This post was written by Curt Benham of Atlanta, Georgia, co-head pastor of The Village Church at Vinings, who joined me recently in Uganda.
This statement goes without saying, but Kampala, Uganda is different than Atlanta, Georgia.
My first taste of Africa went like this: our plane arrives at Entebbe airport about two hours late, and as we drive toward our guesthouse the whole city is absolutely buzzing with activity. There are people EVERYWHERE – hanging out, shopping, eating at food stands, riding three-deep on their boda-bodas (morotcycles) – and all this is happening in the suburbs, at midnight, on a weeknight, in the pouring rain. So yeah, pretty much different than my sleepy, boring little Atlanta neighborhood.
The power is out at our guesthouse when we arrive (it had been out the whole day) but the radio station next door has a generator. They like to broadcast not just over the airwaves, but also through very loud speakers so the whole neighborhood can enjoy their taste in music, all night long. So we went to sleep that first night with pounding African rhythms beating in our chests. At first I was annoyed (I mean, how selfish is it to play your music that loud. Let’s think of others here, people! And why doesn’t the Neighborhood Association do something about this?!). Maybe it was the Excedrin PM, but I eventually came to terms with Super FM and went to sleep.
Our first full day in Kampala was just as nuts as our first night. The traffic is … I’ll put it this way, I will NEVER complain about Atlanta traffic again. A normal six mile drive across town usually took over two hours. The food, the smells, the sights, the sounds, the injustices, the radical redemption, the extreme poverty, pretty much everything on the surface seems different and foreign – more alive, more dead, more energized, more desperate, more extreme, more on-the-edge than my “normal life” in Atlanta.
Look a little deeper, though, and pretty much everything is the same.
As we traveled to the different child prisons around Kampala, after the initial shock at the conditions in which these kids live, I came to realize that I’m really no different than them. We’re desperate for the same things. Our needs are exactly the same. We’re in the same boat. They need more than one meal a day, and so do I. They need more clothes than one threadbare shirt and a pair of stretched-out underwear, and so do I. They need a mosquito net, and so do I. They need shoes, and so do I. They need medical care, and so do I. More importantly, they need meaningful relationships with people who care about them, and so do I. They need a counselor to help them deal with their “stuff,” and so do I. They need a family, and so do I. Most importantly, they need to know about what Jesus did for them in his life, death and resurrection, and so do I. They need to rest secure in God’s one-way love for them, and so do I. They need to know that their sins are totally and completely covered because of what Jesus did for them, and so do I. They’re fully human, and so am I.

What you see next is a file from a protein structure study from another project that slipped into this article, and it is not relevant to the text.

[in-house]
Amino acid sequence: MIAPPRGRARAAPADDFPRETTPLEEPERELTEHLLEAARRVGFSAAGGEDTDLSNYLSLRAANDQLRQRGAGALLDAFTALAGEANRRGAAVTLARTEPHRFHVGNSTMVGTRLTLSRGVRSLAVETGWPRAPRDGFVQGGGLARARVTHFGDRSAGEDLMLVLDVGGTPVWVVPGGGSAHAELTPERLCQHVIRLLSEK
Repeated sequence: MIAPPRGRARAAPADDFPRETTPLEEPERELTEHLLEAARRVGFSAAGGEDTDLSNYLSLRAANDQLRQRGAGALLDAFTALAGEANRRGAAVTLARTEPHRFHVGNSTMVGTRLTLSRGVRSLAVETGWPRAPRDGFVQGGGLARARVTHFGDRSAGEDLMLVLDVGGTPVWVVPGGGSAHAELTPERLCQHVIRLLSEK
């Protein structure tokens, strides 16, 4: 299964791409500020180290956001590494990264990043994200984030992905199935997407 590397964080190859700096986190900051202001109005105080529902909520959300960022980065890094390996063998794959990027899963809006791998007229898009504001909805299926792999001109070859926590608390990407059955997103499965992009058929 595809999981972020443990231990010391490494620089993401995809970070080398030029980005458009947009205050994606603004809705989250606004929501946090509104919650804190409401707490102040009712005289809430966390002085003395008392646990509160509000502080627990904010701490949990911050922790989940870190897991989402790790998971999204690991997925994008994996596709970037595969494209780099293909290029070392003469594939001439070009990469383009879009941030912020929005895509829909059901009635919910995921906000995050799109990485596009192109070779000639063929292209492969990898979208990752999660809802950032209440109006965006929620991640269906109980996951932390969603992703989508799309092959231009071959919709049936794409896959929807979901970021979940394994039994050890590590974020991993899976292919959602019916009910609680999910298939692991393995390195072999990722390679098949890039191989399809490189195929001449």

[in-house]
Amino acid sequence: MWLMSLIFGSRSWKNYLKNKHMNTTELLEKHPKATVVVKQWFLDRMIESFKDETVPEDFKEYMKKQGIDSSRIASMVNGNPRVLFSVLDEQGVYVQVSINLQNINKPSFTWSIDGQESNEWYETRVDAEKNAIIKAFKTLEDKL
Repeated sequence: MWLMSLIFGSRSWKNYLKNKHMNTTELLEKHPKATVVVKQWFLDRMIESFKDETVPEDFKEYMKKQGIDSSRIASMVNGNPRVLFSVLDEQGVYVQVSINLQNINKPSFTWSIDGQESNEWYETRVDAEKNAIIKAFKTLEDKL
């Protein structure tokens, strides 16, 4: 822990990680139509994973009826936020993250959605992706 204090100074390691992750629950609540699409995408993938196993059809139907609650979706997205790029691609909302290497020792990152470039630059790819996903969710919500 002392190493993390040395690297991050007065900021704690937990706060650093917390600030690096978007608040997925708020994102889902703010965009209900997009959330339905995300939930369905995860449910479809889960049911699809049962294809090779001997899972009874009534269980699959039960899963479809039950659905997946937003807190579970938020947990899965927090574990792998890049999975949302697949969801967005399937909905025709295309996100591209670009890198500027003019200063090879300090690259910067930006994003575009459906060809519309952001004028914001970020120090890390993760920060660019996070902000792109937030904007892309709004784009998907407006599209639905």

When God brought me to this realization, I literally broke-down with a deep love for these kids. Before, I had a subtle, condescending attitude of “I’m better than you, kid. Just look at all this stuff I have. I’m here to help you.” God changed that to, “We’re in this together, kid. And I love you. And let’s help each other. And one more thing, do you have any idea how much Jesus loves you?”
In other words, God-given empathy breeds true compassion. And true compassion breeds selfless acts (BTW, these selfless acts go both ways. I could go on and on about the selflessness these kids showed us). And when we act selflessly in Jesus’ name, real needs are met and people see the gospel!
This is what I love about SixtyFeet. God has given the men and women who run this organization – both in the US and in Uganda – true empathy for the imprisoned children of Africa and that’s working itself out into some of the most selfless acts I’ve ever seen which is making life better for these kids and most importantly, it’s leading people to the saving power of Jesus Christ.
Some really good stuff is happening in Uganda! Child prisoners are coming to rejoice in Jesus their Redeemer and kids are being rescued from these facilities and placed in loving homes and God’s Kingdom is growing … in our hearts and in the hearts of formally forgotten African kids.